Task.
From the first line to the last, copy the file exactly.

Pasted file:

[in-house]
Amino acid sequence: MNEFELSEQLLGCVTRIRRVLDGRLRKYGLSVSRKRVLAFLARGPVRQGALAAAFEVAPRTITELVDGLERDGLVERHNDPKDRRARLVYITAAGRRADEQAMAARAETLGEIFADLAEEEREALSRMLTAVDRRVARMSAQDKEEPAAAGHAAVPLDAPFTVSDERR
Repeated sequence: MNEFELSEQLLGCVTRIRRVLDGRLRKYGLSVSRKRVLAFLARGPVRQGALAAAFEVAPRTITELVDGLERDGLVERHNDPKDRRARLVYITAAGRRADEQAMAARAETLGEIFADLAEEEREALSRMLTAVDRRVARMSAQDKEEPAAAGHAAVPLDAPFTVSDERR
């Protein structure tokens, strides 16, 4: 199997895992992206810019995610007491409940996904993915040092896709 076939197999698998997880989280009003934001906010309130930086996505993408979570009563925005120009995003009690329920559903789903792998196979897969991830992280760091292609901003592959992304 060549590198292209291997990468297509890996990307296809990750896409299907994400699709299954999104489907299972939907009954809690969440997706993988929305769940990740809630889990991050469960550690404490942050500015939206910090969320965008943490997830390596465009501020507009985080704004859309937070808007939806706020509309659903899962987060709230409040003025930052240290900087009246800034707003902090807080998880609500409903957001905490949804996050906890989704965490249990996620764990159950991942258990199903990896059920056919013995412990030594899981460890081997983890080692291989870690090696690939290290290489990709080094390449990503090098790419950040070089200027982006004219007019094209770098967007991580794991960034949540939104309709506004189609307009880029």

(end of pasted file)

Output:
[in-house]
Amino acid sequence: MNEFELSEQLLGCVTRIRRVLDGRLRKYGLSVSRKRVLAFLARGPVRQGALAAAFEVAPRTITELVDGLERDGLVERHNDPKDRRARLVYITAAGRRADEQAMAARAETLGEIFADLAEEEREALSRMLTAVDRRVARMSAQDKEEPAAAGHAAVPLDAPFTVSDERR
Repeated sequence: MNEFELSEQLLGCVTRIRRVLDGRLRKYGLSVSRKRVLAFLARGPVRQGALAAAFEVAPRTITELVDGLERDGLVERHNDPKDRRARLVYITAAGRRADEQAMAARAETLGEIFADLAEEEREALSRMLTAVDRRVARMSAQDKEEPAAAGHAAVPLDAPFTVSDERR
């Protein structure tokens, strides 16, 4: 199997895992992206810019995610007491409940996904993915040092896709 076939197999698998997880989280009003934001906010309130930086996505993408979570009563925005120009995003009690329920559903789903792998196979897969991830992280760091292609901003592959992304 060549590198292209291997990468297509890996990307296809990750896409299907994400699709299954999104489907299972939907009954809690969440997706993988929305769940990740809630889990991050469960550690404490942050500015939206910090969320965008943490997830390596465009501020507009985080704004859309937070808007939806706020509309659903899962987060709230409040003025930052240290900087009246800034707003902090807080998880609500409903957001905490949804996050906890989704965490249990996620764990159950991942258990199903990896059920056919013995412990030594899981460890081997983890080692291989870690090696690939290290290489990709080094390449990503090098790419950040070089200027982006004219007019094209770098967007991580794991960034949540939104309709506004189609307009880029």